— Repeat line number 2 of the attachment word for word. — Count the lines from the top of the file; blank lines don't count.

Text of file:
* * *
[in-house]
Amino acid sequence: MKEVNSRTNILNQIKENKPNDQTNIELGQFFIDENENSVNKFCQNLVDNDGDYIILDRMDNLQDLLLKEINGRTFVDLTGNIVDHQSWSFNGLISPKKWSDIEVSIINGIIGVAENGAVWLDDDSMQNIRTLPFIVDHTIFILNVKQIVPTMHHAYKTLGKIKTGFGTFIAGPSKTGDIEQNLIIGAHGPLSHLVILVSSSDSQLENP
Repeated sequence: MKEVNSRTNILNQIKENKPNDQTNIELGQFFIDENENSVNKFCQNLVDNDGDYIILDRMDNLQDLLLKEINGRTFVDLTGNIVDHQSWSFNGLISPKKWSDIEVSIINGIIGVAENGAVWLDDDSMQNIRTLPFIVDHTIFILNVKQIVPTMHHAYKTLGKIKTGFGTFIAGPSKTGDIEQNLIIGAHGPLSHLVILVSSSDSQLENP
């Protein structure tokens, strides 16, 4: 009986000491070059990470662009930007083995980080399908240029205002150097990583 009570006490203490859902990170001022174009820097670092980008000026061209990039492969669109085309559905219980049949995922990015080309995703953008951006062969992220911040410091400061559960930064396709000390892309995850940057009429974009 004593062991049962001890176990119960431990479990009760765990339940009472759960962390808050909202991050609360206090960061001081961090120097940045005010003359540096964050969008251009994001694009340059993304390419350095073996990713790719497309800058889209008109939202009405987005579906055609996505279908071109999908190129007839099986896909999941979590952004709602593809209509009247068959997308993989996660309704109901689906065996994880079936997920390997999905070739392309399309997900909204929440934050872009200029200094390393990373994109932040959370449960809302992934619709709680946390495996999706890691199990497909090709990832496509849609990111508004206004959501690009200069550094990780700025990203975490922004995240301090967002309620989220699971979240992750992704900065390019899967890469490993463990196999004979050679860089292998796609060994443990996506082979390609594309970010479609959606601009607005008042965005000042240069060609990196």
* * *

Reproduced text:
Amino acid sequence: MKEVNSRTNILNQIKENKPNDQTNIELGQFFIDENENSVNKFCQNLVDNDGDYIILDRMDNLQDLLLKEINGRTFVDLTGNIVDHQSWSFNGLISPKKWSDIEVSIINGIIGVAENGAVWLDDDSMQNIRTLPFIVDHTIFILNVKQIVPTMHHAYKTLGKIKTGFGTFIAGPSKTGDIEQNLIIGAHGPLSHLVILVSSSDSQLENP